Resistance to ErbB2 tyrosine kinase inhibitors in breast cancer is mediated by calcium-dependent activation of RelA.
HER2/neu gene amplification and protein overexpression occurs in approximately 15-20% of invasive breast cancers and is associated with poor disease-free survival and resistance to certain chemotherapeutic agents. HER2 overexpression results in activation of multiple intracellular signalling pathways, including the phosphatidylinositol 3-kinase (PI3K) and mitogen-activated protein kinase (MAPK) cascades which act to modulate cellular proliferative and survival responses, and tumours overexpressing HER2 have been found to be more aggressive in comparison with tumours that do not. In addition, many HER2-positive tumours also display autocrine epidermal growth factor receptor (EGFR) activation, and interaction between HER2 and the EGFR may contribute to the increased rates of proliferation. Also, although HER2-inhibtors such as trastuzumab have proven effectiveness in HER2-positive cancers, cross-talk between the other extracellular HER-family proteins (e.g. HER2 and the EGFR) may provide the cell with a potential bypass mechanism for resistance.
These observations have provided a strong rationale for inhibition of both EGFR and HER2 in the treatment of HER2-positive tumours and have led to the development of lapatinib, which is a small-molecule, dual tyrosine-kinase inhibitor of EGFR and HER2 currently approved for use in HER2-positive breast cancer. However, despite the clinical success of such agents, their long-term efficacy is limited by the development of therapeutic resistance.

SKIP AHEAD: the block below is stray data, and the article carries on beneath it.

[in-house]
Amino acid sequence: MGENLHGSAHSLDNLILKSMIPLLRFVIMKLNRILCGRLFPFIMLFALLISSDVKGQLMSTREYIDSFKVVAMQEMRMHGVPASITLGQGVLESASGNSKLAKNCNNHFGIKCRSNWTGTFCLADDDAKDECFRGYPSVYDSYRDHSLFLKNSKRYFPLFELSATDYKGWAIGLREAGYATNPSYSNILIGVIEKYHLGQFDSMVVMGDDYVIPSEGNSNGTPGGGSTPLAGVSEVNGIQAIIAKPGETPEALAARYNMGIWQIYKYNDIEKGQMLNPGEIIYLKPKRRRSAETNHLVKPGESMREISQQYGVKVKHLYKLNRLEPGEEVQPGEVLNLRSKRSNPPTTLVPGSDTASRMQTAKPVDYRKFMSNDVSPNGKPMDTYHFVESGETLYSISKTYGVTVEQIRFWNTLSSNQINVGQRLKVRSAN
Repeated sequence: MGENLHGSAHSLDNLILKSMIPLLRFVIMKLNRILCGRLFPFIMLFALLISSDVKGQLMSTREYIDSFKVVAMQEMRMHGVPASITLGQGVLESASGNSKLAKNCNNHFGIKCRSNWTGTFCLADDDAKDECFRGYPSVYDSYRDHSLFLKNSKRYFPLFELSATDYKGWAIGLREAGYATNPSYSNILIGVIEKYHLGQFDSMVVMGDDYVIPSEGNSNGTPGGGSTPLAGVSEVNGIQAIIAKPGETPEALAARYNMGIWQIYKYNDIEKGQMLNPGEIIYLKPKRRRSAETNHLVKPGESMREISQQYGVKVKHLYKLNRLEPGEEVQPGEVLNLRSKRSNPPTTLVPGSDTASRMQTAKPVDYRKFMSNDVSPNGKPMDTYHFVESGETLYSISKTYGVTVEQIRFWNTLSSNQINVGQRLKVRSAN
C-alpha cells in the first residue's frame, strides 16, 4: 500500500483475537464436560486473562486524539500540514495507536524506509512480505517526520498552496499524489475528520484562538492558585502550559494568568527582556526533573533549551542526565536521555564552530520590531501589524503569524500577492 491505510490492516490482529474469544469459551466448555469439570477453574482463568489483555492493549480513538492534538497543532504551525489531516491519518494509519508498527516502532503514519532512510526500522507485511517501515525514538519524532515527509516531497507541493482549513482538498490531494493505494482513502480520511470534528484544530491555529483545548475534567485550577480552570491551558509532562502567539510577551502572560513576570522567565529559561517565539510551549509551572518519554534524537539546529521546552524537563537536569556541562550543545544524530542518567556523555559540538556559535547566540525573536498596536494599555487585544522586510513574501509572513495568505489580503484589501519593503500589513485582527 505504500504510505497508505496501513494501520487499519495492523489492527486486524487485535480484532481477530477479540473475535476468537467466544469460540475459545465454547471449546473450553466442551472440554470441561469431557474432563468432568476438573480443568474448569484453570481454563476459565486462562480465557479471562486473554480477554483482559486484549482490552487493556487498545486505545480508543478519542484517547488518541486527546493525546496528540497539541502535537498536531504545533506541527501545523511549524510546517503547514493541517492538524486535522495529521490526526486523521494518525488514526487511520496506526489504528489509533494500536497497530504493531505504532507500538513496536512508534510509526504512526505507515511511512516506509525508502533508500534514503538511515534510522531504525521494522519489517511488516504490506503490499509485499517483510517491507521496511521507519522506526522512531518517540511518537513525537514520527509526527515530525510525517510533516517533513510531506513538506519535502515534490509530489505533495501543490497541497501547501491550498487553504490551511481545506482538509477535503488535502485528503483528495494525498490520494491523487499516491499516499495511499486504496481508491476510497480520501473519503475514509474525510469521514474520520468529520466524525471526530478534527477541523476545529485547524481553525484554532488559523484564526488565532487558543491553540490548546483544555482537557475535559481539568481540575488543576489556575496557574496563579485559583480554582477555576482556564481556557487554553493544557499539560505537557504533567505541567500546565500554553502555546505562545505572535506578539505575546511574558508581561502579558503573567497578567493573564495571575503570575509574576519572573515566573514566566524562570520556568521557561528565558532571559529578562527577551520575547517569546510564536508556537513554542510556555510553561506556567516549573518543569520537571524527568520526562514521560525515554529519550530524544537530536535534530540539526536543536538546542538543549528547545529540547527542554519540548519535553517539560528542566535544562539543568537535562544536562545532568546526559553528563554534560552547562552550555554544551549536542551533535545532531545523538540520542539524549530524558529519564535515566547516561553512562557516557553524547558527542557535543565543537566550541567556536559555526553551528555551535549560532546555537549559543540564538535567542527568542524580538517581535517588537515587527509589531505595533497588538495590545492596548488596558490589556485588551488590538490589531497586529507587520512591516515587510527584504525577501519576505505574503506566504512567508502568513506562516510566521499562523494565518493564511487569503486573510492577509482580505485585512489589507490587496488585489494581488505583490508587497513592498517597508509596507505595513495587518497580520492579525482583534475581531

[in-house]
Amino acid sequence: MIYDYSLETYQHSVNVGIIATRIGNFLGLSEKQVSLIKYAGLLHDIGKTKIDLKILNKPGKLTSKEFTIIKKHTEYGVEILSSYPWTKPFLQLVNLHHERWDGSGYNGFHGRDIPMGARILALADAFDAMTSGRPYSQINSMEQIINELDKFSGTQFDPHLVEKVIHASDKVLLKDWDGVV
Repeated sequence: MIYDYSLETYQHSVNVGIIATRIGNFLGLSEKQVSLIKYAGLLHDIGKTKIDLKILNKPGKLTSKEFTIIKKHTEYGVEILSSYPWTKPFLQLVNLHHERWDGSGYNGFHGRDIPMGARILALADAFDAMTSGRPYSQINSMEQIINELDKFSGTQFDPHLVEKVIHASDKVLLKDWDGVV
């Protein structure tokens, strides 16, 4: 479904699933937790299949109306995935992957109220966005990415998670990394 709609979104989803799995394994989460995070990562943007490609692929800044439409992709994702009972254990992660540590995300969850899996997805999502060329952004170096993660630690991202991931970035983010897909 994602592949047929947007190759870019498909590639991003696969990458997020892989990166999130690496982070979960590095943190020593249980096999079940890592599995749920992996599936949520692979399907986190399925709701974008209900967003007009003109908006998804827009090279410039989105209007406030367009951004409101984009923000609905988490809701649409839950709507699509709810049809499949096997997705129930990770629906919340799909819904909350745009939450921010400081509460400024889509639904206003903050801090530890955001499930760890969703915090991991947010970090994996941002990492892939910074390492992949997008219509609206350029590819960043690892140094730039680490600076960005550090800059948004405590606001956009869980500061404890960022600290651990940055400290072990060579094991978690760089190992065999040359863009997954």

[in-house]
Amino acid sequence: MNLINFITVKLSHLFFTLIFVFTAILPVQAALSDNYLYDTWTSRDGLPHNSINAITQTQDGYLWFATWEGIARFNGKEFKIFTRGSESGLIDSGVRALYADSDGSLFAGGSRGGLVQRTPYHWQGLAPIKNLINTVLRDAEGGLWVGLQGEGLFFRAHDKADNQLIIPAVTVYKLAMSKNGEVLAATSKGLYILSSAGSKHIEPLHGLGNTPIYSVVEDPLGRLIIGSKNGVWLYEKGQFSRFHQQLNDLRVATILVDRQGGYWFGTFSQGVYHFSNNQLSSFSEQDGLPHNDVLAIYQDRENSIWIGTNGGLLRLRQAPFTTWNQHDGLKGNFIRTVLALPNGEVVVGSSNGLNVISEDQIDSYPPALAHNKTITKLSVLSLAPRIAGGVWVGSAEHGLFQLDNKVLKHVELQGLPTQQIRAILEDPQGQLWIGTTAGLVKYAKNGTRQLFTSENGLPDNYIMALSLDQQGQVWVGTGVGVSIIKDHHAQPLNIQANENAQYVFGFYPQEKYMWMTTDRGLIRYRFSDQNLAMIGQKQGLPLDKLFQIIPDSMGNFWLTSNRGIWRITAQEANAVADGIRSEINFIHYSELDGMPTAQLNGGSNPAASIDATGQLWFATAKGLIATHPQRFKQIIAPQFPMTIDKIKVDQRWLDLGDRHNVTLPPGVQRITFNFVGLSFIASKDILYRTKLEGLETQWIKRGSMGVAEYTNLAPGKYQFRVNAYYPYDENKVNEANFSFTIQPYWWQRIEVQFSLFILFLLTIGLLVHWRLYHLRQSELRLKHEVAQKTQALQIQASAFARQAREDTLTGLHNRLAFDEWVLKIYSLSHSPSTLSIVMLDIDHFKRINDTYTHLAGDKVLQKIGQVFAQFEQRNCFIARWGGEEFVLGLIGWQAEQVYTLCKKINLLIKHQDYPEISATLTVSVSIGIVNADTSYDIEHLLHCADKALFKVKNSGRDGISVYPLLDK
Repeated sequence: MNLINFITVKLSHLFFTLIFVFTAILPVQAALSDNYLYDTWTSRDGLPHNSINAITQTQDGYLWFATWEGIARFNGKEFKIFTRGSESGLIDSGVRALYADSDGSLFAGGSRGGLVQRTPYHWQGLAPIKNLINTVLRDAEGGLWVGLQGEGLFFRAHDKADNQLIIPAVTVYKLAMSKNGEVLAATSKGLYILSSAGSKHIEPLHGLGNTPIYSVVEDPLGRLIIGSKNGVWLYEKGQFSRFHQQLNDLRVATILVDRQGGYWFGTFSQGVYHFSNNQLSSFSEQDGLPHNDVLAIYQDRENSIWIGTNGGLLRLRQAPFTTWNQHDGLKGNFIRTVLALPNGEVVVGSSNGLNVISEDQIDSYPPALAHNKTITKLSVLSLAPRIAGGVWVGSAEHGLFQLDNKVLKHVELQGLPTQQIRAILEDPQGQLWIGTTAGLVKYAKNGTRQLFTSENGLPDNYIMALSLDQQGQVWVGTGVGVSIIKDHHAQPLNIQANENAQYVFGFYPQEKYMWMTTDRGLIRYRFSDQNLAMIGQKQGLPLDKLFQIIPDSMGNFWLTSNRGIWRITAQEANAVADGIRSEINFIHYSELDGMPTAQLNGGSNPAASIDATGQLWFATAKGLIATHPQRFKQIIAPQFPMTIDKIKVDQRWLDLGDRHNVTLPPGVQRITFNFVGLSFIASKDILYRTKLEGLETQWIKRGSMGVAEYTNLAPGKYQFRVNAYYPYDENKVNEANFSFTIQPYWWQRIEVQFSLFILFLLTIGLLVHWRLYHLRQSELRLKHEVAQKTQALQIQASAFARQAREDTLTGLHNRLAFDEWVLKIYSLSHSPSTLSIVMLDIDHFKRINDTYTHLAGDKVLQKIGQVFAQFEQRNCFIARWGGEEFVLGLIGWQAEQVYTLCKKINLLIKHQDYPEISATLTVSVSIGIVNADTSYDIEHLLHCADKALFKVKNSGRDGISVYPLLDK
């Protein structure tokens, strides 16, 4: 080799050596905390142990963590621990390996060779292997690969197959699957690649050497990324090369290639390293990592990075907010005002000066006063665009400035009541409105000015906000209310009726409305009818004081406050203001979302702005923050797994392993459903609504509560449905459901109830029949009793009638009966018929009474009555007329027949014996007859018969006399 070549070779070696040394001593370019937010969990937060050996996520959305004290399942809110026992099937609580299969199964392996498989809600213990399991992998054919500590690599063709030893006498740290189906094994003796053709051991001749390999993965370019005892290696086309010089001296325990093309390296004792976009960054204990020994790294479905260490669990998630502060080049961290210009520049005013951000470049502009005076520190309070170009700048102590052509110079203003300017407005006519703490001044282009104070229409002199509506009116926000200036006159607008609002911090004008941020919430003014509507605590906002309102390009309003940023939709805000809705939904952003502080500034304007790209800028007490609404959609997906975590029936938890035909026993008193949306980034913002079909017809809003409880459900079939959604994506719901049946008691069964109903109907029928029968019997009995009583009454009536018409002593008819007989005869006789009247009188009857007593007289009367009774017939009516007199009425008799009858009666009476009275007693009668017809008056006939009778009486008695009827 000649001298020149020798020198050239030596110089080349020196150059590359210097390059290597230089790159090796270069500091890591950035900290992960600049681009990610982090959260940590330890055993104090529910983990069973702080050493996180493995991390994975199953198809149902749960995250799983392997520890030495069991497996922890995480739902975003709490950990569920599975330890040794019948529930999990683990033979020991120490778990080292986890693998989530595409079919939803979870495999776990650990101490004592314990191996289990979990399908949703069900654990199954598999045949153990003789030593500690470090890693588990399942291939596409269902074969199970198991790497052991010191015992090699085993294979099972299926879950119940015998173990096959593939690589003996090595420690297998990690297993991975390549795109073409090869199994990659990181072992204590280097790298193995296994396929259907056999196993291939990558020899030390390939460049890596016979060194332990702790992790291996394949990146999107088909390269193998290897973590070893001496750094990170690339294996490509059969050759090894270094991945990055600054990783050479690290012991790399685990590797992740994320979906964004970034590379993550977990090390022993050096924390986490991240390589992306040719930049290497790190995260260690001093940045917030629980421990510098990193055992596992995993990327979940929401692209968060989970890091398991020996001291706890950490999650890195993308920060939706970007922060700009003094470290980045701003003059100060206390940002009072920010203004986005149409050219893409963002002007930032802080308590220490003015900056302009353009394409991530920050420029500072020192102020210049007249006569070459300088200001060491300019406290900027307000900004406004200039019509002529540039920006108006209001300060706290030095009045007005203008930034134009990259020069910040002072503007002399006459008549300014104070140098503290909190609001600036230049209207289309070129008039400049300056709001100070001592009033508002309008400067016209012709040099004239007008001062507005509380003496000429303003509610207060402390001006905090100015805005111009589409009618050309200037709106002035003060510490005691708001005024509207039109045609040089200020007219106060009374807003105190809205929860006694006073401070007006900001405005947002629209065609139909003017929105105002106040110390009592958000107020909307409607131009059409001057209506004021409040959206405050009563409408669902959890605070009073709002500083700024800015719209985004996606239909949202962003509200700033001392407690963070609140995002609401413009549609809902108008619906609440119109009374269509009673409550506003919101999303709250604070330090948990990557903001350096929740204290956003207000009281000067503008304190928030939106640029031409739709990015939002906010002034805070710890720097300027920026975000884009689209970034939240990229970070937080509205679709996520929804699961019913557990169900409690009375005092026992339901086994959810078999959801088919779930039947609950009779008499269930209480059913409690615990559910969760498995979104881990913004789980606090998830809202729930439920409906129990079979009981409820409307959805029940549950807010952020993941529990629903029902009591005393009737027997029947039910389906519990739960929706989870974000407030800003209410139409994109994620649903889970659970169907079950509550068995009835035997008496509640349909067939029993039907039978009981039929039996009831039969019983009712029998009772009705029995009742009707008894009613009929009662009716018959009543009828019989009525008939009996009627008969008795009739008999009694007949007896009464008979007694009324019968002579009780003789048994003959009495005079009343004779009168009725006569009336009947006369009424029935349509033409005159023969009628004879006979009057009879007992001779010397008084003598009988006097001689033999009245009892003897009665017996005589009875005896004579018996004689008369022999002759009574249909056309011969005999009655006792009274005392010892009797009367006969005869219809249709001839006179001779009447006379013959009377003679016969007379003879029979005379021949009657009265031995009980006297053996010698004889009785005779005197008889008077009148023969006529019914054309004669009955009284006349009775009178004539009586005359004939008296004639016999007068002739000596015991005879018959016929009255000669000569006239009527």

In their recent study, Xia and colleagues have investigated the potential mechanisms that underlie lapatinib resistance in breast cancer. They report that RelA, a member of the nuclear factor-kappaB (NF-[kappa]B) transcriptional factor family, was found to be activated by lapatinib in both HER2-positive breast cancer cell lines and in HER2-positive breast cancer patients. Subsequently, genetic inhibition of RelA expression led to increased apoptosis in response to lapatinib in both lapatinib-sensitive and lapatinib-resistant breast cancer cells. To establish the clinical relevance of their in vitro findings, the authors investigated RelA activation in pre- and post-lapatinib treatment biopsies from HER2-positive cancers. These data revealed that increased phospho-RelA expression in tumours treated with lapatinib monotherapy correlated with a poorer clinical outcome.
Breast cancer continues to adapt to the treatments available, and clinicians must alter treatment regimens to overcome the disease. Elucidating the adaptive mechanisms that contribute to therapeutic resistance is an important step in development of newer, more effective therapies. The findings of Xia et al. suggest that RelA may present a potential therapeutic target to enhance the clinical efficacy of lapatinib in HER2-positive breast cancers.
Correspondence to: Stephen Hiscox
Welsh School of Pharmacy
Redwood Building, Cardiff University
Cardiff CF10 3NB, Wales, UK
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|Publication:||Advances in Breast Cancer|
|Date:||Apr 1, 2010|
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